Plots are a dime a dozen in fiction. One author, Christopher Booker, would have us think that there are only truly seven plots in fiction: Overcoming the Monster, Rags to Riches, The Quest, Voyage and Return, Comedy, Tragedy, and Rebirth. Whether you agree with his assessment, regardless of the finiteness of plots, there are thousand upon thousands of STORIES. An unlimited, unfathomable, inexhaustible supply of tales.
And yet, sometimes, we can find similarities. It would be easy for one to attribute this to influence. I read Stephen King and then write a story about a girl lost in the woods, or attacked by a dog. How many stories have been written about authors who have a "dark side" and it comes out to kill? I could, if I sat and thought about it, come up with hundreds of other examples from authors ranging from Virgil, to Homer, to Shakespeare, to Hemingway, to John Irving, to James Joyce and Nathaniel Hawthorne.
But, what if I said I opened a book to peruse it and found a story strikingly like my own? One which I had never before picked up? What if I said my own story is barely published and originally written in 2008 while the book in question was published in 2010?
Some would want more proof. Alright. I have published the story in question, the first chapter of a fantasy "Work in Progress," on my website. You can find it here. It is the January excerpt. While you are there on my website, take 2 seconds to enter the contest by answering one simple question. There is a small prize in a drawing to be held at the end of the month.
Now, the published work, by an author which I like, SM Stirling is here. You can read the sample (the first chapter) and compare for yourself.
You can see that I don't have a naked person running through the woods, but I do write something similar: a panther that is able to communicate via telepathy. Ok, his is a tiger with black on black striping and eyes of molten sulfur (great imagery, I am sure you agree), while mine is a true panther, but there are similarities.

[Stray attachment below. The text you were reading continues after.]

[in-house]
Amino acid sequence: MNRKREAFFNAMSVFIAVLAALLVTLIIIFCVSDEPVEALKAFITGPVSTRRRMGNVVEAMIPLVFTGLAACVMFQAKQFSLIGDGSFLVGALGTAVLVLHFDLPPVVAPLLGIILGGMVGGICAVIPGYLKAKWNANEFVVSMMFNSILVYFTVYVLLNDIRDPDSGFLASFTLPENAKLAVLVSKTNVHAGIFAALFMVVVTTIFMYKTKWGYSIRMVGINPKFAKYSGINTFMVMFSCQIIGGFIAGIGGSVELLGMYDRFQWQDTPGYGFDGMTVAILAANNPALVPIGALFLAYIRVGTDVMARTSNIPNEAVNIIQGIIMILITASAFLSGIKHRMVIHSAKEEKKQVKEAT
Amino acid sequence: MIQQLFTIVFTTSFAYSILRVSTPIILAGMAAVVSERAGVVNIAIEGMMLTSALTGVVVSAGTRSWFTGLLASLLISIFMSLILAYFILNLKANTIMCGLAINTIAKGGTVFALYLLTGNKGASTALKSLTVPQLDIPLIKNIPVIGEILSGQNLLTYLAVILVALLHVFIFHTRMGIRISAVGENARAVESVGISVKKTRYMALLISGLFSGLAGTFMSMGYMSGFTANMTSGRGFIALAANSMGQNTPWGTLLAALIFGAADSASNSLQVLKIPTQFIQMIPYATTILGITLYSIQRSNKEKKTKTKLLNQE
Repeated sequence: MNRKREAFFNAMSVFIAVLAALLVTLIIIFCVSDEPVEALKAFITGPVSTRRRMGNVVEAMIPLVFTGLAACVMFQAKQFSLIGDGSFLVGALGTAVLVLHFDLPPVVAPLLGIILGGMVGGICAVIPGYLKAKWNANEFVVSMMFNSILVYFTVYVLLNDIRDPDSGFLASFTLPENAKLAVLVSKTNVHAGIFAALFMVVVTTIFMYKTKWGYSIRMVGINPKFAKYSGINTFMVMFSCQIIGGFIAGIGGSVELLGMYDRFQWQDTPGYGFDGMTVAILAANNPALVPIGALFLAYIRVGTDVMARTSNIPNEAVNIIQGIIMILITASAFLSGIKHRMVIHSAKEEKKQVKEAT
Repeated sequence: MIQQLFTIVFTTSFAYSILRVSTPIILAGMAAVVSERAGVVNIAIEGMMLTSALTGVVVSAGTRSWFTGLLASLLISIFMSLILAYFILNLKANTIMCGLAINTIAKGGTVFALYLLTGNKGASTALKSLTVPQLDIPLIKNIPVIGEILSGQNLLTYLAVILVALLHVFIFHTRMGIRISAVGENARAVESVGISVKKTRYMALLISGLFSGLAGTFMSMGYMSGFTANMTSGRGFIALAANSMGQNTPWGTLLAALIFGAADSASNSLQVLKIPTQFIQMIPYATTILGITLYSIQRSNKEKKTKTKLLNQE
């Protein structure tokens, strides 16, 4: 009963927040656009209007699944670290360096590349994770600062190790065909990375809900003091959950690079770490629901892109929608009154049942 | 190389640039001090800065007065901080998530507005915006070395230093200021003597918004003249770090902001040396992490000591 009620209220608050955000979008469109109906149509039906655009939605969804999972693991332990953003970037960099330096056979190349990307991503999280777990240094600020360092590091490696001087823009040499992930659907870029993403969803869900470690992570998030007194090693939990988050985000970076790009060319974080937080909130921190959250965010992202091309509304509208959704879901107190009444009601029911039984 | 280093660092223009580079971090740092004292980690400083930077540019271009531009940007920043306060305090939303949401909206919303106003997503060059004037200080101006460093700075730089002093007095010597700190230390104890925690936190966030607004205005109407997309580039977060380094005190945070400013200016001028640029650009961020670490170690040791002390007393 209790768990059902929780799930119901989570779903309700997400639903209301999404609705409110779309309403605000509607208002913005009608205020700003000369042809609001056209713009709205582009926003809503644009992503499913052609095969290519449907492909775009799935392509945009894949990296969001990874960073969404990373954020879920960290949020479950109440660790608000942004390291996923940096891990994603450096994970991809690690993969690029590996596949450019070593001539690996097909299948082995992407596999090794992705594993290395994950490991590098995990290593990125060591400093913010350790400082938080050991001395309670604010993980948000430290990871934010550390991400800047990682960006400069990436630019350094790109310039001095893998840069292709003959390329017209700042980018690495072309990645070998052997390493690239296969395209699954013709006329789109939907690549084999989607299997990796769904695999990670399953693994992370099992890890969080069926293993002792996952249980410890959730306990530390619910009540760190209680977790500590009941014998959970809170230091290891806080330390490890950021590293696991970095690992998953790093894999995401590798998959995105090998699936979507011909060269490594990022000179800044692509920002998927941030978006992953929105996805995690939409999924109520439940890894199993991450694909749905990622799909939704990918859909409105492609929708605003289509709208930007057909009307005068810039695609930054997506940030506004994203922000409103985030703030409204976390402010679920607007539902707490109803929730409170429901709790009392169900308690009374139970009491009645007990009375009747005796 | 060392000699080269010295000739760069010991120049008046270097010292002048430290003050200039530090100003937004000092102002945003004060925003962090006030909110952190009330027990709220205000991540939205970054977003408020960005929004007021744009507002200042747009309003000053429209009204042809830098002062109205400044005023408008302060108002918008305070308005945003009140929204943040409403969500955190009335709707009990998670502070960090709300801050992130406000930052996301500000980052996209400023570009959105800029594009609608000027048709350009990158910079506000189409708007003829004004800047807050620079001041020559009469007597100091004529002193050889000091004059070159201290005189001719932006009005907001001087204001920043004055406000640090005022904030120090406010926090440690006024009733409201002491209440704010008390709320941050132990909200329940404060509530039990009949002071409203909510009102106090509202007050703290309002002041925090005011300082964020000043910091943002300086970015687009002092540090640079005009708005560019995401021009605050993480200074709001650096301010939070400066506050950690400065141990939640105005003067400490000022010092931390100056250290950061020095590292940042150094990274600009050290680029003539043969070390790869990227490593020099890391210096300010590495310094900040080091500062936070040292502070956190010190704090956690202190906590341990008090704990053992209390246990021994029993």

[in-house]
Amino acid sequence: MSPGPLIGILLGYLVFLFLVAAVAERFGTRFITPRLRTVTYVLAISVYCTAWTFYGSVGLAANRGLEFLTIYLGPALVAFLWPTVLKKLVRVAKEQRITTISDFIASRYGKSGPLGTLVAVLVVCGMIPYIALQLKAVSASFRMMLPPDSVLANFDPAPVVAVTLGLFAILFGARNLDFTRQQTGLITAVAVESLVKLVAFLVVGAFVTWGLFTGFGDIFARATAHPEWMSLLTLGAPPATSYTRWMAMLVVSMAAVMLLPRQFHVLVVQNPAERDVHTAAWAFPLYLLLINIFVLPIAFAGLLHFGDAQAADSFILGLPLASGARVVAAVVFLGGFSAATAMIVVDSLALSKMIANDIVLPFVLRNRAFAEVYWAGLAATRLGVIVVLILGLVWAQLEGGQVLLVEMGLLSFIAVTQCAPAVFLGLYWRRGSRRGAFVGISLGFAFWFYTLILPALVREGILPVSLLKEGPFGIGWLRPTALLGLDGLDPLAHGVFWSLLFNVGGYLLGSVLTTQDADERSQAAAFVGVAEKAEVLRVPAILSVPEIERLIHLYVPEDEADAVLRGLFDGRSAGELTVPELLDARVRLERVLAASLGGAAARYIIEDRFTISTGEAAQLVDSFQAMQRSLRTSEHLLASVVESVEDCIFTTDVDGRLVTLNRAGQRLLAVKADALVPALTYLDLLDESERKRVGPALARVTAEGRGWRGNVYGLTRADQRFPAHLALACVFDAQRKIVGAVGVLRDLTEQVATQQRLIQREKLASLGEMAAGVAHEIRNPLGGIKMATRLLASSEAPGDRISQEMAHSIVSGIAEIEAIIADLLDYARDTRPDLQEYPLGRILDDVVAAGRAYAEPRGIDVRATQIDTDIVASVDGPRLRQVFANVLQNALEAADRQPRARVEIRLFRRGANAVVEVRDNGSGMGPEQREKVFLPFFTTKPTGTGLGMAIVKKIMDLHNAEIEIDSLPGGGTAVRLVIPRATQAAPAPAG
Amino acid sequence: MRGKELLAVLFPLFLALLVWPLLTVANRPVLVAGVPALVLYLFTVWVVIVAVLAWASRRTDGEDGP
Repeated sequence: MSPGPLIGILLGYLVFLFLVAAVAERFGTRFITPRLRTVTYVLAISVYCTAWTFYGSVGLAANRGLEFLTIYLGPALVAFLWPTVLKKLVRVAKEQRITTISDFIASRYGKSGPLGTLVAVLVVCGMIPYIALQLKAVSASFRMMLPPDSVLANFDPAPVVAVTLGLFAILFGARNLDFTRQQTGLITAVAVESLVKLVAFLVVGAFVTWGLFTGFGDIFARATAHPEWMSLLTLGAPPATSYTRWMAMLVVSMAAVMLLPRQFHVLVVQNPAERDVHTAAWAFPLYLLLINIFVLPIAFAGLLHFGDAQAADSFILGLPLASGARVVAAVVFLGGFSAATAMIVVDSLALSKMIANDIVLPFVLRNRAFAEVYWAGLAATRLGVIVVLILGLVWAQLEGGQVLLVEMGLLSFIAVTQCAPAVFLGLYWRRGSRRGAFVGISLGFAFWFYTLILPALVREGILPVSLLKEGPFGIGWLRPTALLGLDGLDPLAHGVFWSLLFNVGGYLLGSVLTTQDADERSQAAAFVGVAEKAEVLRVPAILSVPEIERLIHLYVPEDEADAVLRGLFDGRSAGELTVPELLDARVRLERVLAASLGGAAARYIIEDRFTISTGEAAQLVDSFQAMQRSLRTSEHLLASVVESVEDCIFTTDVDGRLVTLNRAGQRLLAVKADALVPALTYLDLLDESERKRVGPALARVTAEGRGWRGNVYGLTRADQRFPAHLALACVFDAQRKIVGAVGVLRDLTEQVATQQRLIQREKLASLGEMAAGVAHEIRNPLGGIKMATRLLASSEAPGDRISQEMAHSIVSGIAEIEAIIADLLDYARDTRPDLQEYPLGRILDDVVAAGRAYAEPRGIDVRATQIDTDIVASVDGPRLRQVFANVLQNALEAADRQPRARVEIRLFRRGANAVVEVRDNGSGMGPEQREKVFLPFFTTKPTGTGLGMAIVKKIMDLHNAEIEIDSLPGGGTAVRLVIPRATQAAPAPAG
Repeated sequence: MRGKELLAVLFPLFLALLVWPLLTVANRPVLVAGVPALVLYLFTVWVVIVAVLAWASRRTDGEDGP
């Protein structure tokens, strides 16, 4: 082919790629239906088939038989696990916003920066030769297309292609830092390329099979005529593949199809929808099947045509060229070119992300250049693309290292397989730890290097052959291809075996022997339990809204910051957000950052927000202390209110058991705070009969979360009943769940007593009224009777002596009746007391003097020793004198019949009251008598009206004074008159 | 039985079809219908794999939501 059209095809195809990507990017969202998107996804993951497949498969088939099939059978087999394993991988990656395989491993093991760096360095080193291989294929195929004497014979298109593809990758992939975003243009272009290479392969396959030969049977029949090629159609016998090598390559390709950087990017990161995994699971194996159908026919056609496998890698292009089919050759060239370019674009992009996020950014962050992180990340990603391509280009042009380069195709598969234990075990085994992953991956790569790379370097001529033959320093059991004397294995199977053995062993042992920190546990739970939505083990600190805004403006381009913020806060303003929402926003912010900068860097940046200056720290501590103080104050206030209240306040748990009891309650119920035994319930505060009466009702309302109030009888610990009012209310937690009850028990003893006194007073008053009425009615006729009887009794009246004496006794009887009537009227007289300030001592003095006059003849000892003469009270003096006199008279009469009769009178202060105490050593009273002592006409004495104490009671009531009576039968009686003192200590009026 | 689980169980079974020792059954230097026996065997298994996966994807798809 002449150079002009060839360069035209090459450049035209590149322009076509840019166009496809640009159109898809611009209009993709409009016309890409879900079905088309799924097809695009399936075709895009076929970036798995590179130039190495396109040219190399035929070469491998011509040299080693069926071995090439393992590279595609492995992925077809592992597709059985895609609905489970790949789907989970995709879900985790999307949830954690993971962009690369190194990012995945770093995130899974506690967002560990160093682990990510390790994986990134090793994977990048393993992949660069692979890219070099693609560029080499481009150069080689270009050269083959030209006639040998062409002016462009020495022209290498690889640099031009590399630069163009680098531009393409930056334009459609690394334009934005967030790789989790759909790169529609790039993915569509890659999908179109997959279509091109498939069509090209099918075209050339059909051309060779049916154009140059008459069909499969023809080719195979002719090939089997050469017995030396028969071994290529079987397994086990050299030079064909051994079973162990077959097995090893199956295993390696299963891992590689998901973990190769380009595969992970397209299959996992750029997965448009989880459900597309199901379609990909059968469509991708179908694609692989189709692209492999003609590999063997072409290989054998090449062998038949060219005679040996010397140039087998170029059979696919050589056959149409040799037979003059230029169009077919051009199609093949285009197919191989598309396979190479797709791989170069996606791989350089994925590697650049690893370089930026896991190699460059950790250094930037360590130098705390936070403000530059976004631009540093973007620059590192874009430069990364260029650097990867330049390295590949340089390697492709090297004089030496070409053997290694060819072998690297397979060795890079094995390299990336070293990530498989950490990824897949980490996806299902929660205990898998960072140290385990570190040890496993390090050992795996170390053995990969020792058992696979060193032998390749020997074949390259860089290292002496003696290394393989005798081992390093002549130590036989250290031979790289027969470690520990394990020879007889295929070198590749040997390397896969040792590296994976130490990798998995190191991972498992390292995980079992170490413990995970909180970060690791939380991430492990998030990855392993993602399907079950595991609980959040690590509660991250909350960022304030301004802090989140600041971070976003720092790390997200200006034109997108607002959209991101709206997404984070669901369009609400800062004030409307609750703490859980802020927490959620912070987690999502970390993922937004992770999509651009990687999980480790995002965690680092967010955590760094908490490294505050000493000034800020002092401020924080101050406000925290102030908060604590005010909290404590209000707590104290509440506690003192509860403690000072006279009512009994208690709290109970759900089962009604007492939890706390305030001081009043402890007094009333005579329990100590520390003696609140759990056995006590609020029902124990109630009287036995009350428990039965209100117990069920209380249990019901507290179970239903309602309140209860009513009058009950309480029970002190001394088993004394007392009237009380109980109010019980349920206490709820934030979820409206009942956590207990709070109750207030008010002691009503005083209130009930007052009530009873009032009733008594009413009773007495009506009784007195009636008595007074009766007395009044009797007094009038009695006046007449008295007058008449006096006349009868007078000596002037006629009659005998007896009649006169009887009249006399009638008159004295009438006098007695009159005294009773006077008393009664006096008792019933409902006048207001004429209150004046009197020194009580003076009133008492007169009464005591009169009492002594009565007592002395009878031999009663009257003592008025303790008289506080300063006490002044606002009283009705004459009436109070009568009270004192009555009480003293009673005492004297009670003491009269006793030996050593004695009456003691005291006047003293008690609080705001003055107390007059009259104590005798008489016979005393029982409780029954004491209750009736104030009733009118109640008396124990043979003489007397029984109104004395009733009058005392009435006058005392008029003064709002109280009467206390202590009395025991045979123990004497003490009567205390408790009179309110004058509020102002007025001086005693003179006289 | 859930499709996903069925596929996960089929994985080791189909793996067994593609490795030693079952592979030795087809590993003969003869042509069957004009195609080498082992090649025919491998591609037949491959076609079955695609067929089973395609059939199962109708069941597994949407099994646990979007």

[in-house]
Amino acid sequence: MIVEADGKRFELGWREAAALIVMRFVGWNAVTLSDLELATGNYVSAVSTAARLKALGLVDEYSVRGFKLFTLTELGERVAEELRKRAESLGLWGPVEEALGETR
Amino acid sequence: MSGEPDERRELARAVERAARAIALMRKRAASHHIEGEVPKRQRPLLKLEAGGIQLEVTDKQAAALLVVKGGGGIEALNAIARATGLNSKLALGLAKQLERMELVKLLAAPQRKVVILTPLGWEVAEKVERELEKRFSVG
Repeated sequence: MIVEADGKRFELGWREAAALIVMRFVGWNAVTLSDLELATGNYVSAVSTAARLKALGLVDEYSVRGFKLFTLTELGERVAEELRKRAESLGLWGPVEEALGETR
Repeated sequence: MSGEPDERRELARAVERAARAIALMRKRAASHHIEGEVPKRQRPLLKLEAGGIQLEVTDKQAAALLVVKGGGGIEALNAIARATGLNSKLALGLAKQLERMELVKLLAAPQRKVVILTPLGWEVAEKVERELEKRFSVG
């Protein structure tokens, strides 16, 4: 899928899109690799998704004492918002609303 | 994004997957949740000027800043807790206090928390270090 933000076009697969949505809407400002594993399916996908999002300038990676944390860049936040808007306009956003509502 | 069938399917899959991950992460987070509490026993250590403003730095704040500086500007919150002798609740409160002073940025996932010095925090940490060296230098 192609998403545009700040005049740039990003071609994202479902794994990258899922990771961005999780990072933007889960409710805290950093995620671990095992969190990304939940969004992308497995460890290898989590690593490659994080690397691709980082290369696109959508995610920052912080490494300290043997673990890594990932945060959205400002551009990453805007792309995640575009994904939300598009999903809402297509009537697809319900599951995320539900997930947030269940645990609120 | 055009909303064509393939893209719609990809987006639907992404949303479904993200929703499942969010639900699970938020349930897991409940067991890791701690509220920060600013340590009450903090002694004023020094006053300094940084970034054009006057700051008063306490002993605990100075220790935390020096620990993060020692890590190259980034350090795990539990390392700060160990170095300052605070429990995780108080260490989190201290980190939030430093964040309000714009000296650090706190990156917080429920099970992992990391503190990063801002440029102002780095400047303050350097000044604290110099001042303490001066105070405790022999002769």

Now, this got me to thinking about every time I have read a fantasy that tread over the same dwarf, elf, and dragon cliche, or every police procedural that walked that familiar path of evidence, motive, accessibility, and concurrence. It also reminded me of the similarities of romances: boy meets girl, boy is a bad boy and girl finds out too late, etc.
I understand that as authors, we tap into the "Muse," and use our imaginations to concoct new, exciting, never-before-written accounts. We explore and create new worlds, our own sciences, our gods, religions, societies. We use our existing world and twist history or create new futures. Yet, every post-apocalyptic story seems similar in ways, don't they? Fantasy worlds, no matter how divergent, are familiar and share elements. Every genre has its iconic elements. Zombies lurch, vampires bite, dragons fly, women are swept up by the leading guy, and police solve crimes.
I am not trying to be negative here. I am saying that we share something. We share the wonderful world we live in and the thousand upon thousands of stories that have been and will be created. I think there is a wonder in it. Whether we are succumbing to influence or calling upon a common human theme of love, abandonment, grief, hope, triumph, quest, voyage, or death, we share a common story. We share a connection. There is no shame in what we have in common. There is no shame in our differences either because even in our individuality, we have something in common.
What about you? Have you ever come across a story like your own, even a simple element? Or have you read two books and found so many similarities that it made you wonder?